The role of abnormal neural oscillations in the pathophysiology of co-occurring Tourette syndrome and attention-deficit/hyperactivity disorder

Eur Child Adolesc Psychiatry. 2007 Jun:16 Suppl 1:51-9. doi: 10.1007/s00787-007-1007-3.


Objective: To examine the role of aberrant neural oscillatory activity in the pathophysiology of co-occurring Tourette Syndrome (TS) and Attention-Deficit/Hyperactivity Disorder (ADHD).

Method: Neural oscillations refer to periodic variations in the recording of neural activity. The temporal synchronization of oscillations represents a mechanism of neural communication implicated in normal brain functioning as well as psychopathology. We reviewed physiological, imaging, and neuropsychological evidence that tics and symptoms of ADHD may result from abnormal oscillatory activity in the brain.

Results: Structural and functional abnormalities in the cortical-striatal-thalamo-cortical circuits may result in the disruption of oscillatory activity within the basal ganglia of individuals with TS and lead to transient hyperpolarization of selected thalamocortical regions. Extended to TS plus ADHD this or similar mechanisms, in turn, would lead to the dysrhythmia of particular vulnerable cortical regions and give rise to various deficits in motor control (TS + ADHD) as well as impulsivity and attention (ADHD). Compensatory systems within the prefrontal cortex could be activated and trained to modulate the misguided striatal and thalamocortical oscillations.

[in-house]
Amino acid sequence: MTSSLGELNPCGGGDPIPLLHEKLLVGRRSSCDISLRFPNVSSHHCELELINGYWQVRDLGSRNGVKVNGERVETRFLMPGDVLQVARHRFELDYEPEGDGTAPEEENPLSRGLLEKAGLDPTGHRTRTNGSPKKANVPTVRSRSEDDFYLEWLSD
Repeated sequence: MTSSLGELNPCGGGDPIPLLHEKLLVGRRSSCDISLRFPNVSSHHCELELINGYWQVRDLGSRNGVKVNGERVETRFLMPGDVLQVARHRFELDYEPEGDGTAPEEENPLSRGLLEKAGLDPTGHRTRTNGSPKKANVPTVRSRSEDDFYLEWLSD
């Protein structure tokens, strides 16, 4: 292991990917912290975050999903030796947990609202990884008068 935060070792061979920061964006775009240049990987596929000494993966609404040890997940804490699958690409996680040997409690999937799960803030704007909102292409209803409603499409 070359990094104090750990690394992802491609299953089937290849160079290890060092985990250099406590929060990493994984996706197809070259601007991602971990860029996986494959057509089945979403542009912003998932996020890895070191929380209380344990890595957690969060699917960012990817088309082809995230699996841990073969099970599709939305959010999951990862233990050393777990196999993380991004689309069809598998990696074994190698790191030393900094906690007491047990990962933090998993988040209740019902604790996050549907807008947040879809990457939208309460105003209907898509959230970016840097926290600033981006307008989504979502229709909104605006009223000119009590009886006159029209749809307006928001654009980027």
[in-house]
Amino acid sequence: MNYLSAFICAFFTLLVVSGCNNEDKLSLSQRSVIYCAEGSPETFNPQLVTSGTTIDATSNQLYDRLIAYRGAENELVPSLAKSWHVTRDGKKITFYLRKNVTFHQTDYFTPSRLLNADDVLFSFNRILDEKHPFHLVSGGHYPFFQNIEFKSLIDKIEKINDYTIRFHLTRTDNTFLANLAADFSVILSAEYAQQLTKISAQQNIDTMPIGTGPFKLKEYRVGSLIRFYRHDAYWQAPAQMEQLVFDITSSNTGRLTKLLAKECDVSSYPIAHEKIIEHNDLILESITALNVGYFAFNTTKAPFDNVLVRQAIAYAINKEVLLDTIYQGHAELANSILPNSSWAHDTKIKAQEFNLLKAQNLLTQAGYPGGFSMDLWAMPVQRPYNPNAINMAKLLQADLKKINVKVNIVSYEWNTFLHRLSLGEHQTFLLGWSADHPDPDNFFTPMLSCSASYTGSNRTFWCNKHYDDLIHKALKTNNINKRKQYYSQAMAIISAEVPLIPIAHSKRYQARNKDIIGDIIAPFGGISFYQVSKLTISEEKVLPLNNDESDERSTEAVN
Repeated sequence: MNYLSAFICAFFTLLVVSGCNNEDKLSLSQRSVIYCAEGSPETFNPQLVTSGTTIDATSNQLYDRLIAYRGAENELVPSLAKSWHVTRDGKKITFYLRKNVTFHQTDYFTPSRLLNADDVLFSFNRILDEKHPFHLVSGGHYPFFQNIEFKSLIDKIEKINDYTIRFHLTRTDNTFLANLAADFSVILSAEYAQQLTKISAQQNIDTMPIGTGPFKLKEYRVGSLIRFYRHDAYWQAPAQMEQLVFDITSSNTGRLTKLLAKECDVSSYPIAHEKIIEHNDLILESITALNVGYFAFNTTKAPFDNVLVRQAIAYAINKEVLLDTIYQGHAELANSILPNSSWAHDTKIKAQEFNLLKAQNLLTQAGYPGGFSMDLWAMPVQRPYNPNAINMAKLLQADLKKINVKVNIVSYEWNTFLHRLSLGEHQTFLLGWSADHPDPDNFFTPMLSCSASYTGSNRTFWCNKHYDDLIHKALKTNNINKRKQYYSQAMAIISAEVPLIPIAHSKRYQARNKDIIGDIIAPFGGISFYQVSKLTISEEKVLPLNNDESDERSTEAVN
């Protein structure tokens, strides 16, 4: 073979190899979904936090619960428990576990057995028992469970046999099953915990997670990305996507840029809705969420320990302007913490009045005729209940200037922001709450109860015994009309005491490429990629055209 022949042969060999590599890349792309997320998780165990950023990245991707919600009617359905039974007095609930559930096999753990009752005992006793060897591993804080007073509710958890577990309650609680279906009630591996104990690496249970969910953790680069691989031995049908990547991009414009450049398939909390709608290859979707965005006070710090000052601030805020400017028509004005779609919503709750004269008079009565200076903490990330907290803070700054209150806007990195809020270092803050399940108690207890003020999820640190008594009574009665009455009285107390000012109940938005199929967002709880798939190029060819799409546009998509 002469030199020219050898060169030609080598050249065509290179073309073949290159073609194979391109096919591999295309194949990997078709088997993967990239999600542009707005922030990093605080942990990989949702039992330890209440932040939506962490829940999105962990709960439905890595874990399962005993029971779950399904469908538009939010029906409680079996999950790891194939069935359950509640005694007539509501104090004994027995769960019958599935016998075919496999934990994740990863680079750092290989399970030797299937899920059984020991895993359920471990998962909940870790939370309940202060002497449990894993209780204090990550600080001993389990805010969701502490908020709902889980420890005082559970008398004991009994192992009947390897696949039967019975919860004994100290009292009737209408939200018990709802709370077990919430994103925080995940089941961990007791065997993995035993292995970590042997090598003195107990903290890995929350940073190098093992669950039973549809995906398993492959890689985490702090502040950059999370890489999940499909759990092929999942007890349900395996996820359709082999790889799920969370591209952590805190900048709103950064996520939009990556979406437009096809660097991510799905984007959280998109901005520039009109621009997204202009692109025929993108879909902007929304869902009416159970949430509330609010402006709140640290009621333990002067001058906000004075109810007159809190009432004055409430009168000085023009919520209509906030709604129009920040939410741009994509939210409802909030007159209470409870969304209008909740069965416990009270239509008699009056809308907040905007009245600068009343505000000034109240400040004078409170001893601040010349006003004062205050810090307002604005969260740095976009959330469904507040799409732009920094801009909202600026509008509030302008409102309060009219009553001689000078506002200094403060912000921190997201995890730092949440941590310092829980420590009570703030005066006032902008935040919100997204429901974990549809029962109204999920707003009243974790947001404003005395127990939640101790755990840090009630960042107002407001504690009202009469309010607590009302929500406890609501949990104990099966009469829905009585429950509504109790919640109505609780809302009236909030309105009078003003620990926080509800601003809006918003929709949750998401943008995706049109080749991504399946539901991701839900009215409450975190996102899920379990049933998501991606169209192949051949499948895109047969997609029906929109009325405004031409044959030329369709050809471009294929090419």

Conclusions: Although it is highly likely that abnormal neural oscillations have a prominent role in co-occurrence of TS + ADHD, its final relevance in this case deserves further differentiated research (i.e. oscillatory networks disentangled from other neuropsychiatric disorders).

Publication types

  • Review

MeSH terms

  • Animals
  • Attention Deficit Disorder with Hyperactivity / epidemiology
  • Attention Deficit Disorder with Hyperactivity / physiopathology*
  • Brain / pathology
  • Brain / physiopathology*
  • Comorbidity
  • Humans
  • Magnetic Resonance Imaging
  • Neurons / physiology
  • Periodicity
  • Positron-Emission Tomography
  • Tourette Syndrome / epidemiology
  • Tourette Syndrome / physiopathology*